Cubs, Jake Arrieta reportedly agree to reunion

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CHICAGO — Jake Arrieta is returning to the Chicago Cubs, agreeing to a one-year, $6 million contract.

Arrieta can earn $1 million in performance bonuses, according to a person familiar with the situation who confirmed the deal on condition of anonymity because it is pending a physical.

The 34-year-old Arrieta won the NL Cy Young Award with Chicago in 2015 and helped the Cubs win the 2016 World Series for their first championship since 1908. He went 68-31 with a 2.73 ERA in 128 starts over five years in his first stint with the team.

While the reunion is a feel-good story for the reigning NL Central champions after a tough winter, Arrieta hasn’t experienced the same level of success since he left Chicago after the 2017 season.

The 6-foot-4 right-hander signed a $75 million, three-year contract with Philadelphia in free agency and went 22-23 with a 4.36 ERA in 64 starts with the Phillies. He had a 4-4 record and a 5.08 ERA in nine starts last year during the pandemic-shortened season.

Arrieta rejoins a team with a new-look rotation after the Cubs traded Yu Darvish to San Diego in December and let Jon Lester depart for Washington in free agency. Arrieta also is reuniting with David Ross, who caught the second of Arrieta’s two no-hitters and guided Chicago into the playoffs last year in his first season as a big league manager.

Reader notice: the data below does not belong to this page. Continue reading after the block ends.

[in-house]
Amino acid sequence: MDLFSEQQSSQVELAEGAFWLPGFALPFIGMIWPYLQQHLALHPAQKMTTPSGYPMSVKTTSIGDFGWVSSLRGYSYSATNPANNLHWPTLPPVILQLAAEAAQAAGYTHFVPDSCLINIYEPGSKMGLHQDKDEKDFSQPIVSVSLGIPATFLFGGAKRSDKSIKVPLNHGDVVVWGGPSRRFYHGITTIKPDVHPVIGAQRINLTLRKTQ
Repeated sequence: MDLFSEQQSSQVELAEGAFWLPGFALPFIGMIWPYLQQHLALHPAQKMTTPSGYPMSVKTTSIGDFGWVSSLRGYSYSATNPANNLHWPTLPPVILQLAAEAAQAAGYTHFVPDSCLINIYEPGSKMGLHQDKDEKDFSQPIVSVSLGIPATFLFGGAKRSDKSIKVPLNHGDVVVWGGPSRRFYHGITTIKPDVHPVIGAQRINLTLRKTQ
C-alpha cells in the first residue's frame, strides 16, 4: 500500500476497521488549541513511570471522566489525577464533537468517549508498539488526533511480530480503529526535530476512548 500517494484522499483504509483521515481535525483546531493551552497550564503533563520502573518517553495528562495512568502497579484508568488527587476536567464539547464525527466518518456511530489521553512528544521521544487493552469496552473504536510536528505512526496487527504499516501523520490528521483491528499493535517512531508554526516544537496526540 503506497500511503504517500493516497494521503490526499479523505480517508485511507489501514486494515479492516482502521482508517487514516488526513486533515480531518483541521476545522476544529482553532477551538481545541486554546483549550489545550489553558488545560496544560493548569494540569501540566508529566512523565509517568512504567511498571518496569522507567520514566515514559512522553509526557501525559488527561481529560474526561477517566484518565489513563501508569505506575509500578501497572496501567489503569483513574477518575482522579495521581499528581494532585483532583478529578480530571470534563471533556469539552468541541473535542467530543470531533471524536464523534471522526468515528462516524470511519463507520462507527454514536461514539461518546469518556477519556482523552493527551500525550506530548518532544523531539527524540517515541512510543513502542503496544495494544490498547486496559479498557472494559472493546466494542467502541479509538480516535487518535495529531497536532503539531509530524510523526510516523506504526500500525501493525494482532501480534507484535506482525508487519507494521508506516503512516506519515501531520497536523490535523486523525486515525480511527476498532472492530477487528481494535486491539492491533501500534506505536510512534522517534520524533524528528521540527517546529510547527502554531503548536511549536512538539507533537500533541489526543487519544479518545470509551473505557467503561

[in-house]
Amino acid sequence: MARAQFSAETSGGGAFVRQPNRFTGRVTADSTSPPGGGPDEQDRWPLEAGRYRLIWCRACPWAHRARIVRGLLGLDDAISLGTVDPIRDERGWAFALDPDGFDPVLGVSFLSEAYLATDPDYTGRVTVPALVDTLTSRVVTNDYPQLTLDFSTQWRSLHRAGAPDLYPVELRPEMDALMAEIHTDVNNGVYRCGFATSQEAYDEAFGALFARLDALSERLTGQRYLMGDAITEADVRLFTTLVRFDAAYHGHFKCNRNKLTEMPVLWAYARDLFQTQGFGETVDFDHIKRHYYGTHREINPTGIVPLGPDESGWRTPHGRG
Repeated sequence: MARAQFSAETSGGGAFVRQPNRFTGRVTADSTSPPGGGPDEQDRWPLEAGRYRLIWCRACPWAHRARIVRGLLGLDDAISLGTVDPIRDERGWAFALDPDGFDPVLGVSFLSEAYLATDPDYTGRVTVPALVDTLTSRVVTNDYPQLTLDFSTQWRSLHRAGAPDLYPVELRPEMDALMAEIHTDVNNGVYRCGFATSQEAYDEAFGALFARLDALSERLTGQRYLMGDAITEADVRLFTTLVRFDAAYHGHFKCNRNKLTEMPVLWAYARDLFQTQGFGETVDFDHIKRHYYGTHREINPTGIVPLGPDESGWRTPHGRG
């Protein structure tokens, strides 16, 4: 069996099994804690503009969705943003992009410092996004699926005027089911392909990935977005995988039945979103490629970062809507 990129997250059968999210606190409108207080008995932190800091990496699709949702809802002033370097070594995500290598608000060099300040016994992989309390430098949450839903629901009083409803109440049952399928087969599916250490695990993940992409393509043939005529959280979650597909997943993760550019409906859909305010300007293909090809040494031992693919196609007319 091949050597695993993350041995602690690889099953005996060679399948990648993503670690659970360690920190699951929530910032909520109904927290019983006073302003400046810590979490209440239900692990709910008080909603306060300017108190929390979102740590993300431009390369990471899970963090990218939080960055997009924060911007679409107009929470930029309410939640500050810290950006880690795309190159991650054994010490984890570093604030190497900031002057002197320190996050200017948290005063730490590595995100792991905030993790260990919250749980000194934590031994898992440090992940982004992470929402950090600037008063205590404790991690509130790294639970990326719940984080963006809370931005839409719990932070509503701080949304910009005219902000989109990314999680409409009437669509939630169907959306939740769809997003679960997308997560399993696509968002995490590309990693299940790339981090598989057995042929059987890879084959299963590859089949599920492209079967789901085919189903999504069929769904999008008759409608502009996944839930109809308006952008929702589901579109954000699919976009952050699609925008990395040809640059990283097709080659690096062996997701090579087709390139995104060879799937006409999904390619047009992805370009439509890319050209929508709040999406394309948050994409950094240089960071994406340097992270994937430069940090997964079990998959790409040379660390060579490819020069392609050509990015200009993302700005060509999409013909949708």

The Cubs had been looking for pitching depth, concerned about how many starters they might need going from last year’s abbreviated season to a more regular schedule in 2021. Kyle Hendricks and Zach Davies lead the rotation, with Alec Mills, Trevor Williams, Adbert Alzolay and Arrieta also in the mix.

Arrieta was first acquired by Chicago in a July 2013 trade with Baltimore, a key move in the franchise’s rise from the bottom of the NL Central to one of the majors’ best teams.

Arrieta, a fifth-round pick by the Orioles in the 2007 amateur draft, was a dominant force in 2015, going 22-6 with a sparkling 1.77 ERA in 33 starts. He followed his Cy Young campaign with 18 wins and a 3.10 ERA in 31 starts in 2016.

Arrieta also performed well in the playoffs during his first stint with Chicago. He tossed a five-hitter in the Cubs’ 4-0 win at Pittsburgh in the 2015 NL wild-card game. He won each of his two World Series starts at Cleveland in 2016, compiling a 2.38 ERA in 11 1/3 innings.

Yankees star Judge hits 61st home run, ties Maris’ AL record

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TORONTO — Aaron Judge tied Roger Maris’ American League record of 61 home runs in a season, hitting a tiebreaking, two-run drive for the New York Yankees in the seventh inning against the Toronto Blue Jays on Wednesday night.

The 30-year-old slugger drove a 94.5 mph belt-high sinker with a full-count from left-hander Tim Mayza over the left-field fence at Rogers Centre. The 117.4 mph drive took just 3.8 seconds to land 394 feet from the plate, and it put the Yankees ahead 5-3.

Judge watched the ball clank off the front of the stands, just below two fans who reached over a railing and tried for a catch. He pumped an arm just before reaching first and exchanged a slap with coach Travis Chapman.

The ball dropped into Toronto’s bullpen and was picked up by Blue Jays bullpen coach Matt Buschmann, who turned it over to the Yankees.

Judge’s mother and Roger Maris Jr. rose and hugged from front-row seats. He appeared to point toward them after rounding second base, then was congratulated by the entire Yankees team, who gave him hugs after he crossed the plate.

Judge moved past the 60 home runs Babe Ruth hit in 1927, which had stood as the major league mark until Maris broke it in 1961. All three stars reached those huge numbers playing for the Yankees.